We will start out by writing a structure for the parallel iterator over our data and we’ll see that we can implement all but one required method of ParallelIterator and IndexedParallelIterator pretty easily. For the final piece of the puzzle, we have to understand rayon’s concept of a Producer. It helps to think of rayon as a divide and conquer multithreading library. It wants to split the whole iteration into smaller and smaller chunks, distribute them across threads, then fall back to regular sequential iterators to perform the actual work within the threads. Producers are the glue that allows rayon to understand how to split your iteration into smaller chunks and how to iterate over those chunks sequentially. If that all seems a bit much now, bear with me.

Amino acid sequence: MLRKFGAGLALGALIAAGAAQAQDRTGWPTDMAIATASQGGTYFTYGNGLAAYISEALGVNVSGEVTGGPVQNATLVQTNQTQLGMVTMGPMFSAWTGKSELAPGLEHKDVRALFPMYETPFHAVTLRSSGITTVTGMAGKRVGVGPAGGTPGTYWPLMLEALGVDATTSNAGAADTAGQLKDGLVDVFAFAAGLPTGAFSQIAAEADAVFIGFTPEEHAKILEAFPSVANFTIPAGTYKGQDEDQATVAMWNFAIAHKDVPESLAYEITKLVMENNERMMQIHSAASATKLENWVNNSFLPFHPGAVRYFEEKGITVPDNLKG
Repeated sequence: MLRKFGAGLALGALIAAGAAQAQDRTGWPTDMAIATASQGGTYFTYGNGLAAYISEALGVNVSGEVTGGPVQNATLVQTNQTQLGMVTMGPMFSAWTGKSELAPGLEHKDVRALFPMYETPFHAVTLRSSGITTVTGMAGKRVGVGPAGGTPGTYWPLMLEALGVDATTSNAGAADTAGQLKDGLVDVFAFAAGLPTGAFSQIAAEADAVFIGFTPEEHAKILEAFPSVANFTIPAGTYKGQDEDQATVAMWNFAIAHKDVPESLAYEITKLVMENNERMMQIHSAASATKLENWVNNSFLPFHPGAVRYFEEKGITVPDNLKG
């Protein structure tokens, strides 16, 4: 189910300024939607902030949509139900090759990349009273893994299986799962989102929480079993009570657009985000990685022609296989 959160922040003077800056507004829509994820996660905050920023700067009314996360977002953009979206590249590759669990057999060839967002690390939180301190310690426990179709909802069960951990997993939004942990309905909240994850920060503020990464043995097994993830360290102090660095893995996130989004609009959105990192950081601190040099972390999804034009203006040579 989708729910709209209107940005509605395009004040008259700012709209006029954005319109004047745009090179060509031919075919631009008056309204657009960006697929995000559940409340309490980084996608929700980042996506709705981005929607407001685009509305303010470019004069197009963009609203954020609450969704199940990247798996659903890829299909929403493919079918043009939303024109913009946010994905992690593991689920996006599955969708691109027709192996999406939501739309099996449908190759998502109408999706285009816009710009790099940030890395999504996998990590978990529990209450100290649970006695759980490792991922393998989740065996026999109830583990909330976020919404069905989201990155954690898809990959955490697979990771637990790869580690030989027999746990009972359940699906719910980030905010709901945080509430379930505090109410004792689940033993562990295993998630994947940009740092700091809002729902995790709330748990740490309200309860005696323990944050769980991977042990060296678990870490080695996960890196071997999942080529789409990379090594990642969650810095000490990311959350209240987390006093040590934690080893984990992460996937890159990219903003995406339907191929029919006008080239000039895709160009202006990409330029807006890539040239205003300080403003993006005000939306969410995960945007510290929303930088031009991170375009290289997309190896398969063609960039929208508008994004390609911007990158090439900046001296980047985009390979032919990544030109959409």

The Implementation

Here we’ll see how to implement parallel iterators that iterate over (mutably or immutably) borrowed data.

(Indexed) Parallel Iterators

Since we are borrowing the data, the easiest way is to provide the iterator with a reference to a slice of the data. Let’s start with iterators over immutable references fist.

struct ParDataIter<'a> {
data_slice : &'a [Data]
}


I already mentioned that I want to write a parallel iterator that has an exactly known size. So the two traits we have to implement are ParallelIterator and IndexedParallelIterator on our ParDataIter. Let’s start out by implementing all the required methods by just putting a todo!() into each body to appease the compiler. This looks something like this:

impl<'a> ParallelIterator for ParDataIter<'a> {
type Item = &'a Data;

fn drive_unindexed<C>(self, consumer: C) -> C::Result
where C: UnindexedConsumer<Self::Item> {
todo!()
}
}